April in preparation for planting summer crops. Granny Marmalade grows loads of striped courgettes for her chutneys, and at least three varieties of tomatoes in her greenhouse. She will sow fuzzy-blue cornflowers and golden marigolds between the rows of vegetables and stand Bert the Scarecrow among the lettuces to keep the pigeons from eating the tender seedlings.
the vegetable garden needs digging
If the weather is warm and spring starts early, the first clusters of elderflower appear around the edges of the fields and alongside the lanes. Twirly-whirly hop fronds are beginning to twist and turn through the hedgerows and the sun starts its steady climb towards midsummer heights. Granny Marmalade and her little whitish dog Poppy love to go for early morning walks and pick the first lacy-headed blossoms to infuse her jams and jellies with their fragrant scent.
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April as the days begin to lengthen,
Uncle Tractor gets up a little earlier so he can get through the increasing demands on the farm. The chickens must be let out of their ark; Cecil the Cockerel has been crowing encouragement for the day to unfold since the first shaft of spring sunshine pierced the horizon. April showers have helped the lush, spring grass to shoot up, and Uncle Tractor trundles up and down the fields with his heavy, clanky roller, levelling out the deep ruts. The weeds need taming; they will strangle the grass unless Uncle Tractor gets there first and nips them off with the topper. By now the sheep and cattle have been liberated from their winter quarters. Before the day is done, Uncle Tractor takes Jasper down to the meadows alongside the river to check that the ewes and their lambs are safe and contented.
July keeps Granny Marmalade and her team in the kitchen as busy as bees all day long. Great big vats of chutneys hubble-bubble; ladies chatter and chop; hundreds of jars are filled with an array of summer bounty. Shiny cherries, downy peaches, and berries like precious jewels are tumbled into pans with sugar, to be transformed into jams and preserves. In front of the farmhouse is a towering mulberry tree over 150 years old. The fruit is now ripe. Granny Marmalade wears her oldest pair of dungarees and wraps her long plaited hair under a scarf. It is messy work; the squishy purple fruit bursts as it is picked and the juice runs down her arms. The mulberries are used for making into a jelly, which Granny Marmalade will give to her friends at Christmas. the abundance of fruit and vegetables
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When the summer evenings are light, and the nights sprinkled with stars, Granny Marmalade and Jasper sleep in a tepee that Uncle Tractor gave her for her birthday. They love to listen to the scuffle and snuffle of badgers in their night-time foraging and the tweeting and twittering of the birds in the early morning.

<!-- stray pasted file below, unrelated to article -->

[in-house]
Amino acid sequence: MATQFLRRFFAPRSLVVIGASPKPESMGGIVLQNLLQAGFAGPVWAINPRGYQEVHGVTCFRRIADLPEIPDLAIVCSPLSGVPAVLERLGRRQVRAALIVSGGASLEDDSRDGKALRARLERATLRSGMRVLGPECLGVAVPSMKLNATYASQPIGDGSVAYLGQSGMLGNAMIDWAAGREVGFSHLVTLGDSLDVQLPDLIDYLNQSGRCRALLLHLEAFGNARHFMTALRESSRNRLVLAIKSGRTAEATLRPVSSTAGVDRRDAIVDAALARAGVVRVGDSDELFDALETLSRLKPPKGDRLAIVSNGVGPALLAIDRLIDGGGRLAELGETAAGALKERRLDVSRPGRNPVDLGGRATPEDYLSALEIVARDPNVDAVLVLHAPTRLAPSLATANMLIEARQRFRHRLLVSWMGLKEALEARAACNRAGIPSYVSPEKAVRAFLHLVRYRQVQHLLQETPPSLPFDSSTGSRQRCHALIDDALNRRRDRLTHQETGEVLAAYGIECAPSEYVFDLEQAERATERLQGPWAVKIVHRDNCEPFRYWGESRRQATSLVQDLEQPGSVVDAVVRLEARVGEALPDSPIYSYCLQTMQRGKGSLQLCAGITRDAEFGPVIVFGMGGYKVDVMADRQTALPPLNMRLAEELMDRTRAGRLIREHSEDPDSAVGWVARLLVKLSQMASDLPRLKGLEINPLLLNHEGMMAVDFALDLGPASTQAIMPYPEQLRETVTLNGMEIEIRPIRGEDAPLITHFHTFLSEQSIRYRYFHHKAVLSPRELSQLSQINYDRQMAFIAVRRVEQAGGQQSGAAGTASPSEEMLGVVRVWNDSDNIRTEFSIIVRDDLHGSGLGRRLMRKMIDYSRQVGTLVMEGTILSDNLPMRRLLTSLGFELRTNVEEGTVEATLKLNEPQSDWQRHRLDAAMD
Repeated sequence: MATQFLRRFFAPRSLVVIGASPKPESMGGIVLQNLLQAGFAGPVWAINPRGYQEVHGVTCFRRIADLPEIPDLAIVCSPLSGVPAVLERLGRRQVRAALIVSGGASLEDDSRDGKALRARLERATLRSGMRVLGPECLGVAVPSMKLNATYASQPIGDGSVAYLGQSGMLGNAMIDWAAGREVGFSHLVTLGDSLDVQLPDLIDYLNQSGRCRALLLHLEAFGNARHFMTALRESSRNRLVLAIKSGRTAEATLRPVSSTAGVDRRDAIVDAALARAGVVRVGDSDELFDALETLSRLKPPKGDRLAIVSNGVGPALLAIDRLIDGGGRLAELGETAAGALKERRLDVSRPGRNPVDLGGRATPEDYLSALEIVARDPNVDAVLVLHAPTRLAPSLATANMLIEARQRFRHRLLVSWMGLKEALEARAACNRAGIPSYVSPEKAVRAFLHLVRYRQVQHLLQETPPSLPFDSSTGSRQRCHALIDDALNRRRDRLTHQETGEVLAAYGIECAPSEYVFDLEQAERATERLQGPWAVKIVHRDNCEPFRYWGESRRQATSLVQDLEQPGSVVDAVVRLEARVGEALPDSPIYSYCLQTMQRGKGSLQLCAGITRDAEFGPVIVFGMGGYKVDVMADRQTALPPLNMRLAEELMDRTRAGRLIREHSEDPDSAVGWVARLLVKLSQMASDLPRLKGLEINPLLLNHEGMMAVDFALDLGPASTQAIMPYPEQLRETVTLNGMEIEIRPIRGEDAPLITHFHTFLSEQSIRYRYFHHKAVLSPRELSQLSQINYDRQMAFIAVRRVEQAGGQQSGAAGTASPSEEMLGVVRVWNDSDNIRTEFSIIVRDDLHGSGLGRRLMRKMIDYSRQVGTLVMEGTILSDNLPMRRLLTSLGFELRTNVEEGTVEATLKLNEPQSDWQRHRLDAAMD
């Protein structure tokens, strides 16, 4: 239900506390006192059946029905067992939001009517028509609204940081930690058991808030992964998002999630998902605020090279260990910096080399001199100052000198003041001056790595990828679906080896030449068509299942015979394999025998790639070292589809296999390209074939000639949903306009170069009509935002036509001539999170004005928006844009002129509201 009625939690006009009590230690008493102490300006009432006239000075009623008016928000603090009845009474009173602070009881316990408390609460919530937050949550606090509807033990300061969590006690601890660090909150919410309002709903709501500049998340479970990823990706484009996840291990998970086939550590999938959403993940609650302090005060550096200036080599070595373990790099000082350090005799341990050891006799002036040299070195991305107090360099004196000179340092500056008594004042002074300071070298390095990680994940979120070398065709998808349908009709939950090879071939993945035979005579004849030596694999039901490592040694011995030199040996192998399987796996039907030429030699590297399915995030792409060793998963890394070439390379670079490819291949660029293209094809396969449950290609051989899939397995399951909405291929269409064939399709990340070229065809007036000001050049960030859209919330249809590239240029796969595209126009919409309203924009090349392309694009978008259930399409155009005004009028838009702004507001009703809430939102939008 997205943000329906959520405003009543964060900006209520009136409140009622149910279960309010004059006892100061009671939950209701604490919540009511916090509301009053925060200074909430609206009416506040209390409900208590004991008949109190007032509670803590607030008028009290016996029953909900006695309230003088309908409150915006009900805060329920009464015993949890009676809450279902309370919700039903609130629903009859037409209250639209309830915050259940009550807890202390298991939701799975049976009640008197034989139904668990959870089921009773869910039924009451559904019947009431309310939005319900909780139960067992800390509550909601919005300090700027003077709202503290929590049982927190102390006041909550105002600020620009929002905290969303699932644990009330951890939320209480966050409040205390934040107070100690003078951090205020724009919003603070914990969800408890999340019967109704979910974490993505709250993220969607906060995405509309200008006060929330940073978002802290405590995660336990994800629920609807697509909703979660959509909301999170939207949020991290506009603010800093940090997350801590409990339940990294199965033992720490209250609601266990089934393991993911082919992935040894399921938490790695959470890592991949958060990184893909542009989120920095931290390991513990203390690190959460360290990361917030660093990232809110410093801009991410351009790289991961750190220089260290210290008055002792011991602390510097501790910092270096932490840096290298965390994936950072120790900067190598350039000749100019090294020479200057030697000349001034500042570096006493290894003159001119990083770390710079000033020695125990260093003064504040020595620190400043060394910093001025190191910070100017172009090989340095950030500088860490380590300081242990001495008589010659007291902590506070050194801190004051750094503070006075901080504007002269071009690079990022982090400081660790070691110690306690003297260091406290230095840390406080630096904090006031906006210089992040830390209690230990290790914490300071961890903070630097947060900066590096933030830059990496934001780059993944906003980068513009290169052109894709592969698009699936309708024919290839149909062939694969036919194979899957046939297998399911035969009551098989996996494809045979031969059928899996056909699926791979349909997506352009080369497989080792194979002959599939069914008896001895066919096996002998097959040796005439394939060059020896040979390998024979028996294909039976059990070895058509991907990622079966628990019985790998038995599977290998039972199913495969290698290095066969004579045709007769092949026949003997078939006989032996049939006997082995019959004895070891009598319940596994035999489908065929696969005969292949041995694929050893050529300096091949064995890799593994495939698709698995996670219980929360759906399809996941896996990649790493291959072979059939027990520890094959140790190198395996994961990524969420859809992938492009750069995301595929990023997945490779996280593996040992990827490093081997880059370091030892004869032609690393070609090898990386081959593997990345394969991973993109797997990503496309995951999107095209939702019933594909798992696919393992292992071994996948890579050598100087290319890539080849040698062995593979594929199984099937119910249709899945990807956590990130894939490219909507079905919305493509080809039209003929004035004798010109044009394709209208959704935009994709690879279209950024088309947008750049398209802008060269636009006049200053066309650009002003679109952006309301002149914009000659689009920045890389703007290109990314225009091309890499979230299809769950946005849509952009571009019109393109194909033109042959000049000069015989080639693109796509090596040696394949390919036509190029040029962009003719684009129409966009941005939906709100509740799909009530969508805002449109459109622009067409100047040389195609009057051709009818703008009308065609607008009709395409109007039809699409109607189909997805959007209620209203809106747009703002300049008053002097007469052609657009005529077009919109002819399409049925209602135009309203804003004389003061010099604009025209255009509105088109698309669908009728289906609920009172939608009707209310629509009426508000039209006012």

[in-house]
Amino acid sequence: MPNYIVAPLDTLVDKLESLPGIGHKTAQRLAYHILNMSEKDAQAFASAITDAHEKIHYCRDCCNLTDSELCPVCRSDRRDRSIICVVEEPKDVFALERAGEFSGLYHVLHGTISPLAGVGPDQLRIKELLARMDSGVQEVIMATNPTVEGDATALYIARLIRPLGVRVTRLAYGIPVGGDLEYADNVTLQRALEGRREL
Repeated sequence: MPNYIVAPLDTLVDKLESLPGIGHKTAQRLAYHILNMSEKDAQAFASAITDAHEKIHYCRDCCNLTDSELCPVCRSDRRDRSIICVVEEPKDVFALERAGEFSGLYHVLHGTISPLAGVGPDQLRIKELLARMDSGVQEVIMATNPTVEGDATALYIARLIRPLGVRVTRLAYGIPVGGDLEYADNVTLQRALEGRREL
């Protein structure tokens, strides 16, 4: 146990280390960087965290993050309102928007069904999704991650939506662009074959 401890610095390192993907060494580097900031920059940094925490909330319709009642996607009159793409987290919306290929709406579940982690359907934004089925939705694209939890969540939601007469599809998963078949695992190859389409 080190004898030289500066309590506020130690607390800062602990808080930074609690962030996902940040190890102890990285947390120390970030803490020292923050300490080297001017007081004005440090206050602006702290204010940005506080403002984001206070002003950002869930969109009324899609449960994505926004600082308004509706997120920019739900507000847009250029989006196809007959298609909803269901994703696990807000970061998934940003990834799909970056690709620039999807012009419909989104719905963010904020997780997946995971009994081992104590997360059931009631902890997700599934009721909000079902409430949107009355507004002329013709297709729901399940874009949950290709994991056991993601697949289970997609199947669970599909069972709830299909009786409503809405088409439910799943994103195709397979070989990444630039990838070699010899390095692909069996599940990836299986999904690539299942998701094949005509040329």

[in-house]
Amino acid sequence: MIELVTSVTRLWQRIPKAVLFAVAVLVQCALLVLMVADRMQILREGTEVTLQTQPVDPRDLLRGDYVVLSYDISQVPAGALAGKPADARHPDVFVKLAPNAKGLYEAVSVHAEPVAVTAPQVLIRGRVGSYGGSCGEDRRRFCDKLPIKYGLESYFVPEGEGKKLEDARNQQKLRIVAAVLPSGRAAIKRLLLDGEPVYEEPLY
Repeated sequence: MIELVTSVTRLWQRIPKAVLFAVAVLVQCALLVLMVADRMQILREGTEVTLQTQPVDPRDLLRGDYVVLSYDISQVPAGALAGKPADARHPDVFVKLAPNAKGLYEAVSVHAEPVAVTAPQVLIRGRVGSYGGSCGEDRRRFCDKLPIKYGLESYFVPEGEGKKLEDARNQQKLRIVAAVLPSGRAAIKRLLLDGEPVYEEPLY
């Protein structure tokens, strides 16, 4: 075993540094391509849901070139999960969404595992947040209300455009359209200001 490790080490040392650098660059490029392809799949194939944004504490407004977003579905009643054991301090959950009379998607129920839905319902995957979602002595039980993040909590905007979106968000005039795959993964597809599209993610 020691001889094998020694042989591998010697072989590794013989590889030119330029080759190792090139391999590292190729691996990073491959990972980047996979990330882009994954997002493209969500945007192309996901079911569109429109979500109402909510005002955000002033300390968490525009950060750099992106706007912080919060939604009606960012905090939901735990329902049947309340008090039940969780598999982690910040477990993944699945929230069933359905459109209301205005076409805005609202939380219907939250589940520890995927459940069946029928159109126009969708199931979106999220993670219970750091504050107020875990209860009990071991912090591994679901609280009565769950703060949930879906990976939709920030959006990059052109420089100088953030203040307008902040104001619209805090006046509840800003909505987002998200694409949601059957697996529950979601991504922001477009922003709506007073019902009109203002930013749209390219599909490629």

July for the biggest machine on the farm to come out of its shed. The colossal combine harvester thunders into action, with Uncle Tractor in the cab; he must work all day, and long into the balmy summer nights. On some evenings, he gives Granny Marmalade and Poppy a ride, and Granny Marmalade takes over from Uncle Tractor if he needs a rest. The first field to be harvested is planted with oilseed rape. The glowing yellow flowers of spring are now dark seed heads, which will be turned into a golden, glossy oil, perfect for frying chips in! On rainy days, Uncle Tractor prepares his cattle for the summer agricultural show. He shampoos their coats, clips and oils their hooves, and curls their tails. Uncle Tractor takes great pride in his animals and has won many prizes. it is the time of the year
December with orders for Christmas. Trays of purple figs and scratchy-skinned pineapples arrive from the fruit market and the tantalising aroma of spices, oranges and dried fruit wafts from the kitchen: she is making her very secret recipe for Mince Meat. Granny Marmalade and her team make 500 jars to sell at the last farmers’ market of the year. There is a terrific air of excitement at the Jam Factory as Christmas draws nearer; crisp, crunchy, pickled red cabbage, boozy brandy butter and scarlet cranberry sauce have to be prepared in time for the feast. By Christmas Eve the kitchen is silent; the very last jar has been filled, the noisy clatter of machines has stopped, the aprons have been hung up, and the hard-working team have gone home for a well-earned break. The farmhouse will soon be filled with happy noise, jolly laughter, barky dogs and excited children; but before the celebrations begin, Granny Marmalade has one last thing to do… she wraps up an enormous mountain of presents in bright, shiny paper and coloured, curly ribbon; she is especially careful to tuck Jasper’s gift behind the twinkling Christmas tree… granny marmalade is frantically busy
eas present id on top December y initial r t s a p h t i s w e glass -Mince pie etty littl r p n i e c u sa -Cranberry ations jars tree decor s a m t s i r h d C ffles -Shortbrea orange tru d n a e t a l o -Choc
December the year is nearly at an end,
though work continues for Uncle Tractor. He has some very special tasks to complete before Christmas Day. The households in the nearby villages need spiky, redberried holly to decorate their homes and sprigs of mistletoe to kiss under! He fills the trailer full of branches and bunches and goes from house to house selling the seasonal greenery. On Christmas Eve, he checks his animals are fed and contented, and shuts the chickens in their ark, safe from the cunning fox. It is only when all is well on the farm that Uncle Tractor can take off his muddy boots, fold up his overalls and join Granny Marmalade for the fun and festivitiesâ€Ś â€Śnot forgetting to hang his Christmas stocking at the end of his bed!
Published on Dec 20, 2012
This beautifully illustrated children’s book captures the magic of the changing year on a working farm and the reciprocal relationship betwe...